Tuesday, August 16, 2005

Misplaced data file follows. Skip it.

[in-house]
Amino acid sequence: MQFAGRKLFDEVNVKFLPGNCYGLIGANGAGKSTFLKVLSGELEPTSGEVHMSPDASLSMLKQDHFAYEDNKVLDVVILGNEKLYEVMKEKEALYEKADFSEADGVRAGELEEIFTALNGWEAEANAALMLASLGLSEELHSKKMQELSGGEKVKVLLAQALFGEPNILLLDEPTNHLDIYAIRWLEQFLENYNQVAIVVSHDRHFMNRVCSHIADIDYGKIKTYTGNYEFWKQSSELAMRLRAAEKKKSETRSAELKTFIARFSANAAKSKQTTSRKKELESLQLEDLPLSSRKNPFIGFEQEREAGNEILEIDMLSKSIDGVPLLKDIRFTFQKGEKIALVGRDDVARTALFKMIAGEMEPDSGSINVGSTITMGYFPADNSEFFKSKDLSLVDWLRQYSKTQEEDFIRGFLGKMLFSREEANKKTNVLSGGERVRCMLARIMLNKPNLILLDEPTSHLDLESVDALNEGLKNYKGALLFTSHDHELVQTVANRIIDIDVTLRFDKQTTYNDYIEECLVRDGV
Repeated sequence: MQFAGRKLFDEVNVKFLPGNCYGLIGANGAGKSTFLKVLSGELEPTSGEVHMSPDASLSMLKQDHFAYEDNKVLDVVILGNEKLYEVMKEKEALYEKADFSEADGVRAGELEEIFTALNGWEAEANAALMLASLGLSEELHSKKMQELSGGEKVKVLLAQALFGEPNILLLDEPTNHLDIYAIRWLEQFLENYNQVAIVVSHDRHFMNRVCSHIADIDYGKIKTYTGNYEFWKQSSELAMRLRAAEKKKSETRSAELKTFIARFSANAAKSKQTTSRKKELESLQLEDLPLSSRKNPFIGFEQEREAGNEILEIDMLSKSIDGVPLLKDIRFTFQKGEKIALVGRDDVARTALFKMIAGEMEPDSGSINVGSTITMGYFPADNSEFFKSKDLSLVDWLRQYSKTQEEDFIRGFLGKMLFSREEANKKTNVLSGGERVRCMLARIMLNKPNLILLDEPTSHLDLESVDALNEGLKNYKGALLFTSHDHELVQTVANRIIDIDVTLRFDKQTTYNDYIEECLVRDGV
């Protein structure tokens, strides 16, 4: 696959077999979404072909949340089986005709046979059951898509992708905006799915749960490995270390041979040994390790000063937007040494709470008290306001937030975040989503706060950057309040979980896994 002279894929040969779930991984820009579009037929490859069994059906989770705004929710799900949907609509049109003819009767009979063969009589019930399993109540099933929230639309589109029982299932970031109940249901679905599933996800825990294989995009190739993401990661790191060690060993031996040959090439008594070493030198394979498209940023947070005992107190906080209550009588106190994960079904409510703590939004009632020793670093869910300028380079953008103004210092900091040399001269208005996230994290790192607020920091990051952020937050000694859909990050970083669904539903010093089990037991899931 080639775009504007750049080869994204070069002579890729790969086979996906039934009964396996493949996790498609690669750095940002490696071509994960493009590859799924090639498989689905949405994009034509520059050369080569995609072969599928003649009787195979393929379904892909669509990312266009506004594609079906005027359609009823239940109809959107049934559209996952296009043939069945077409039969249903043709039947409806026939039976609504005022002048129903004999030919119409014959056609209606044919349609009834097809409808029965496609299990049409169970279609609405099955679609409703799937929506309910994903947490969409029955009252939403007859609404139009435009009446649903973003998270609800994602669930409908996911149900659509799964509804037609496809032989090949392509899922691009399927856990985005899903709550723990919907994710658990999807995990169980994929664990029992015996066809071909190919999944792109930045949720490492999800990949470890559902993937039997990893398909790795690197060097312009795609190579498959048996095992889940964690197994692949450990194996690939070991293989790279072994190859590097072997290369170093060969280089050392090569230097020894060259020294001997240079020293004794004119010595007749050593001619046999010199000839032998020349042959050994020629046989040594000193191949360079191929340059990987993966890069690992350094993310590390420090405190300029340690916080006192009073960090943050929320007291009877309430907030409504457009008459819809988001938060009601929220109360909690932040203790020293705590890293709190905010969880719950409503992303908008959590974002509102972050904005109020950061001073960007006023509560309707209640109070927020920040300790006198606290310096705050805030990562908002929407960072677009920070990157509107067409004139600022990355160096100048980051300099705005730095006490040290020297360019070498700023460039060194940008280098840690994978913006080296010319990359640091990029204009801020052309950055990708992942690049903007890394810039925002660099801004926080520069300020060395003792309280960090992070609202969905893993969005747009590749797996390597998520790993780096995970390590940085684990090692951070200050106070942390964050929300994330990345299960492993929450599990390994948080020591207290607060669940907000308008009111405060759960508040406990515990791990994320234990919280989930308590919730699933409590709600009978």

The most important part of a holidayis trying to out smart the locals who are trying to rip you off. Before we can get to the pyramids we first stop off at the "papyrus museum". I though I was being really smart is agreeing to this. A taxi driver yesterday had offered to take me to this museum. I thought, well why not combine the trips. The museum was very spacious and clean. For 5 minutes the guy explained the basics of using papyrus into writing paper. There was even a test about how long you need to soak the papyrus in water. I got the answer right by saying five days. He had told me that 5 minutes before, but at least he could tell I was paying attention. Then I was asked to look around the room and decide what papyrus pictures I was interested in. Note I was also told that genuine hand painted papyrus paintings were good, but nasty people would try to sell me pictues on banana leaf parchment. Anyway I did end up buying two pieces. In my defence, I did get a free cup of coffee (that was real Egyptian coffee, rather than the sachet of nescafe I get at breakfast). Look these pictures are guaranteed for a thousand years! I did tell the owner (sorry curator) that I would see him in the after life tocomplain if there was a problem before 3005. After the camel trip around the pyramids, I did slightly better. As I got down from the camel, it was suggested that I should was my hands in a shop. After washing my hands and getting a free coke, I spent a pleasant 15 minutes telling the shop owner that I didn't need any egyptian oil. Anyway I didn't buy anything, so I was a bottle of coke ahead. At the end of my trip around the pyramids, the guide asked (very politely) for his tip. ON my list of things to do day, I had not planned to take a camel ride, but this is apparently the only way to see the pyramids. Camels are pretty tall beats, and I didn't feel so stable. Getting on and off the camel was a bit stressfull. Since I was actually on the camel when the guide asked for his tip, I might have been more generous than I would have been if my feet had been stuck firmly on the ground. In my guide book it was noted that these pyramids are some of glories of the ancient world, but a lot of trivial stuff goes on at their feet, such as the selling of postcards and trinkets by toothless hawkers. Perhaps, I too am focussing on the trivial and missing the power of these ancient symbols. I was vey impressed to see one of the huge pyramids suddenly appear, as we were driving down some street.